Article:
"There's high diplomatic engagement and initiative. The Belt and Road initiative now has an Arctic manifestation, and they have a continued interest in science," Conley said. "The new economic dynamic is that China is very present in the Arctic."
Climatological concerns aside — and there are many — one ancillary consequence of a melting Arctic is a rise in human activity there. This includes an uptick in commercial and scientific traffic and also in military presence and activity. For Russia, in particular, the receding sea ice represents the withdrawal of a natural barrier that has long protected its northern border, prompting its military to boost capability and presence in the region as a means for securing both its border and the increasingly valuable sea lanes and resource wealth beyond.
"What we're seeing now is a very slow refreezing of the Arctic geopolitically," Conley said. "Russia has continued its military modernization in the north, and while it's not massive, it's definitely a change in posture."
The growing Russian military presence in the region has stoked old feelings of mistrust, she said, producing antibodies within NATO that are now pushing for an increased Western military presence in the region as well. "We're not going back by any stretch to a cold war posture, but you're starting to see that muscle memory coming back," she said. "And it's because we're seeing this uptick in military activity."
The notion that the Arctic might evolve into a flashpoint for global tensions remains remote. The region has long proved a place of international cooperation, where Arctic states settle boundary disputes and other conflicts amicably at the negotiating table (as Russia and Norway did as recently as 2010). But as military activity in the region trends upward alongside commercial activity, the chance of accidents, misunderstandings and miscommunications heightens as well.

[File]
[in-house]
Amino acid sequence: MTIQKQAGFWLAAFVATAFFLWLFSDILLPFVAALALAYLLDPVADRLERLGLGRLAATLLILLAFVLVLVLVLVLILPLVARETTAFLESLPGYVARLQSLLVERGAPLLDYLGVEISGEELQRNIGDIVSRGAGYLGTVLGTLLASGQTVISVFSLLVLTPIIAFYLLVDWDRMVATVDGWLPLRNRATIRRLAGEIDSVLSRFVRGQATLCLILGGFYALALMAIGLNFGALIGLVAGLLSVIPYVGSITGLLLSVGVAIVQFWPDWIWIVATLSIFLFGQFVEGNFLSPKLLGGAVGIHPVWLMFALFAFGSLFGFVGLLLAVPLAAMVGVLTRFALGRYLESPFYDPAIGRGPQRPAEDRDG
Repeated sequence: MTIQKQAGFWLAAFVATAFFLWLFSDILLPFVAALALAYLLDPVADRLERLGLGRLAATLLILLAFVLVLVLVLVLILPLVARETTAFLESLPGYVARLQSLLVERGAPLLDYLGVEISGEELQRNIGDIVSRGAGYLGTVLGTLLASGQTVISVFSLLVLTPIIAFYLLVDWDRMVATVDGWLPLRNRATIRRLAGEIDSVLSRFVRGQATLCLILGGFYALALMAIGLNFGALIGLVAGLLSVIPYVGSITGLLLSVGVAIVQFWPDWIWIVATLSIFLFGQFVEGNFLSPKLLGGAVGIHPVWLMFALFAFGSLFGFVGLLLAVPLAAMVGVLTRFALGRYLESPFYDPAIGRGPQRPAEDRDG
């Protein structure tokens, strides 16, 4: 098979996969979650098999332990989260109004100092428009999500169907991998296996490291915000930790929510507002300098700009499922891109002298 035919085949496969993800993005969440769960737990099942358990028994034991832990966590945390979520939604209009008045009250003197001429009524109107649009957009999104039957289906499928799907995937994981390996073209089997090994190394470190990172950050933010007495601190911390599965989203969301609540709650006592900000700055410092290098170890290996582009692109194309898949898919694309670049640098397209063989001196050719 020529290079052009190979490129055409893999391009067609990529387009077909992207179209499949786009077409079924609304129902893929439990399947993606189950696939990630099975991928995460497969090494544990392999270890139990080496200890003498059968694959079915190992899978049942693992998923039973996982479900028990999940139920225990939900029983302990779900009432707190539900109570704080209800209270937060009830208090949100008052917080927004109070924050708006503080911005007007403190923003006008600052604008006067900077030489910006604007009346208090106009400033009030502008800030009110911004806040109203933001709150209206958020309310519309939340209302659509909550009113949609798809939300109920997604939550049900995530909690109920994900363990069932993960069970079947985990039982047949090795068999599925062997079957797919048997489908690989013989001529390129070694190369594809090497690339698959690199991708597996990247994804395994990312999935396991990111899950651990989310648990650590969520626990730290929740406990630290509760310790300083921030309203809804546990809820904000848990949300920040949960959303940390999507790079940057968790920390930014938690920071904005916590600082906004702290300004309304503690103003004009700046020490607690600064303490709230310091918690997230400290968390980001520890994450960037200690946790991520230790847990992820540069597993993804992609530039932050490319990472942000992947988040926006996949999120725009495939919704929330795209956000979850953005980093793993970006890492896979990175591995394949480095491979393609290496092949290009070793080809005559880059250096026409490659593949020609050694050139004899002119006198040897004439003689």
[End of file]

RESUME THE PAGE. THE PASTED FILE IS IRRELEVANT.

In a New Arctic with emerging strategic and economic value and where norms are still being established, the potential for tensions to escalate is real. If the Arctic shortens distances, countries that once felt quite far apart may soon find themselves much closer together as the ice recedes.
Wary of what geopolitical realities the New Arctic may hold, military planners are already taking such factors into consideration. At a Surface Navy Association event near the Pentagon earlier this month, Coast Guard Commandant Adm. Paul Zukunft noted that the Coast Guard's new heavy icebreaker will be unarmed when it enters service in 2023. But the ship will have the space, weight and electrical power built in to ensure it can carry offensive weapons in the future.
— By Clay Dillow, special to CNBC.com